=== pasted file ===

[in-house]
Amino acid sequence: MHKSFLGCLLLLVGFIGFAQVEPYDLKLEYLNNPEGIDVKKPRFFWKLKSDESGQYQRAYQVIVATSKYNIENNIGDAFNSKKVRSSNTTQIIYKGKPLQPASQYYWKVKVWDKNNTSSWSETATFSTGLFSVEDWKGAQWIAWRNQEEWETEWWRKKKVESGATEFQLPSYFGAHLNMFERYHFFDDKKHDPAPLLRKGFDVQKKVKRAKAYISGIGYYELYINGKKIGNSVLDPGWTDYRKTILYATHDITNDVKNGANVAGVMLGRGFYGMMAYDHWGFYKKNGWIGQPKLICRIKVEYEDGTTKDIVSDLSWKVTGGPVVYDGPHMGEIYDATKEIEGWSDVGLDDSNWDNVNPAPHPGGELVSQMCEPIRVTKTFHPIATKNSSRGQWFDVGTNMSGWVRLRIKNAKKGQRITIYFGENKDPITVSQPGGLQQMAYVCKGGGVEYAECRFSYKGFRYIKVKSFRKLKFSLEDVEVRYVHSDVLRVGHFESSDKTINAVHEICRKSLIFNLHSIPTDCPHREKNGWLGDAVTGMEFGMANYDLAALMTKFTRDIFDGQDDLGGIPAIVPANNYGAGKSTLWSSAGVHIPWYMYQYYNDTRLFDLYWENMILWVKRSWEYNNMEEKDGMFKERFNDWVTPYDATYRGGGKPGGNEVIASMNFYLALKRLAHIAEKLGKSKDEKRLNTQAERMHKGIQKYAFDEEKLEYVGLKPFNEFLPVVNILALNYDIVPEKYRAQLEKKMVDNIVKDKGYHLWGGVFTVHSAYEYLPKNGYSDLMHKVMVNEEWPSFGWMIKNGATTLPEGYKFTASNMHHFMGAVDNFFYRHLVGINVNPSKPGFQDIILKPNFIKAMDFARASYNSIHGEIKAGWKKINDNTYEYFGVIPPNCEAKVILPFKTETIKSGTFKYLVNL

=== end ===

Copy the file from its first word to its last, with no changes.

[in-house]
Amino acid sequence: MHKSFLGCLLLLVGFIGFAQVEPYDLKLEYLNNPEGIDVKKPRFFWKLKSDESGQYQRAYQVIVATSKYNIENNIGDAFNSKKVRSSNTTQIIYKGKPLQPASQYYWKVKVWDKNNTSSWSETATFSTGLFSVEDWKGAQWIAWRNQEEWETEWWRKKKVESGATEFQLPSYFGAHLNMFERYHFFDDKKHDPAPLLRKGFDVQKKVKRAKAYISGIGYYELYINGKKIGNSVLDPGWTDYRKTILYATHDITNDVKNGANVAGVMLGRGFYGMMAYDHWGFYKKNGWIGQPKLICRIKVEYEDGTTKDIVSDLSWKVTGGPVVYDGPHMGEIYDATKEIEGWSDVGLDDSNWDNVNPAPHPGGELVSQMCEPIRVTKTFHPIATKNSSRGQWFDVGTNMSGWVRLRIKNAKKGQRITIYFGENKDPITVSQPGGLQQMAYVCKGGGVEYAECRFSYKGFRYIKVKSFRKLKFSLEDVEVRYVHSDVLRVGHFESSDKTINAVHEICRKSLIFNLHSIPTDCPHREKNGWLGDAVTGMEFGMANYDLAALMTKFTRDIFDGQDDLGGIPAIVPANNYGAGKSTLWSSAGVHIPWYMYQYYNDTRLFDLYWENMILWVKRSWEYNNMEEKDGMFKERFNDWVTPYDATYRGGGKPGGNEVIASMNFYLALKRLAHIAEKLGKSKDEKRLNTQAERMHKGIQKYAFDEEKLEYVGLKPFNEFLPVVNILALNYDIVPEKYRAQLEKKMVDNIVKDKGYHLWGGVFTVHSAYEYLPKNGYSDLMHKVMVNEEWPSFGWMIKNGATTLPEGYKFTASNMHHFMGAVDNFFYRHLVGINVNPSKPGFQDIILKPNFIKAMDFARASYNSIHGEIKAGWKKINDNTYEYFGVIPPNCEAKVILPFKTETIKSGTFKYLVNL